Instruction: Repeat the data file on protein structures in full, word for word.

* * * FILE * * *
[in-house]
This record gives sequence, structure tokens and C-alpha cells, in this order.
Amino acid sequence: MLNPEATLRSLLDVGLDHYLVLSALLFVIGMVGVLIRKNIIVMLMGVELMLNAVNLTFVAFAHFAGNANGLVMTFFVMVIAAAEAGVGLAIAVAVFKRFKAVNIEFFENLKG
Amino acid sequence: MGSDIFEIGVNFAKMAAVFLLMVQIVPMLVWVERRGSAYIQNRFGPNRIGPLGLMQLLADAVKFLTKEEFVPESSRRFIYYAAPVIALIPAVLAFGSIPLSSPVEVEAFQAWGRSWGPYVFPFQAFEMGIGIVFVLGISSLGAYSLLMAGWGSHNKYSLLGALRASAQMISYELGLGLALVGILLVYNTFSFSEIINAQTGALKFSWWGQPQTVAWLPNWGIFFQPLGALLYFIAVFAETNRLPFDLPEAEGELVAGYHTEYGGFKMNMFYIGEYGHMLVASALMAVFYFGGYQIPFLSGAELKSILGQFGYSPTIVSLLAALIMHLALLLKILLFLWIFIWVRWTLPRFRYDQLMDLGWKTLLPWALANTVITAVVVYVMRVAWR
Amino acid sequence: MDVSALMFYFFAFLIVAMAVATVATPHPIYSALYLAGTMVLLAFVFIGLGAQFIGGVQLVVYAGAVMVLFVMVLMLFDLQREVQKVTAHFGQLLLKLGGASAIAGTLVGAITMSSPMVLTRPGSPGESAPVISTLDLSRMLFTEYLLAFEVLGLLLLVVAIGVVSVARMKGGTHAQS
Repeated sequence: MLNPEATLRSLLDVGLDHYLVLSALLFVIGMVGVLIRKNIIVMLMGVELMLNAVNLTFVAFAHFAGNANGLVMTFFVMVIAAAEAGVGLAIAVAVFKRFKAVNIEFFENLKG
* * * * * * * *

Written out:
[in-house]
This record gives sequence, structure tokens and C-alpha cells, in this order.
Amino acid sequence: MLNPEATLRSLLDVGLDHYLVLSALLFVIGMVGVLIRKNIIVMLMGVELMLNAVNLTFVAFAHFAGNANGLVMTFFVMVIAAAEAGVGLAIAVAVFKRFKAVNIEFFENLKG
Amino acid sequence: MGSDIFEIGVNFAKMAAVFLLMVQIVPMLVWVERRGSAYIQNRFGPNRIGPLGLMQLLADAVKFLTKEEFVPESSRRFIYYAAPVIALIPAVLAFGSIPLSSPVEVEAFQAWGRSWGPYVFPFQAFEMGIGIVFVLGISSLGAYSLLMAGWGSHNKYSLLGALRASAQMISYELGLGLALVGILLVYNTFSFSEIINAQTGALKFSWWGQPQTVAWLPNWGIFFQPLGALLYFIAVFAETNRLPFDLPEAEGELVAGYHTEYGGFKMNMFYIGEYGHMLVASALMAVFYFGGYQIPFLSGAELKSILGQFGYSPTIVSLLAALIMHLALLLKILLFLWIFIWVRWTLPRFRYDQLMDLGWKTLLPWALANTVITAVVVYVMRVAWR
Amino acid sequence: MDVSALMFYFFAFLIVAMAVATVATPHPIYSALYLAGTMVLLAFVFIGLGAQFIGGVQLVVYAGAVMVLFVMVLMLFDLQREVQKVTAHFGQLLLKLGGASAIAGTLVGAITMSSPMVLTRPGSPGESAPVISTLDLSRMLFTEYLLAFEVLGLLLLVVAIGVVSVARMKGGTHAQS
Repeated sequence: MLNPEATLRSLLDVGLDHYLVLSALLFVIGMVGVLIRKNIIVMLMGVELMLNAVNLTFVAFAHFAGNANGLVMTFFVMVIAAAEAGVGLAIAVAVFKRFKAVNIEFFENLKG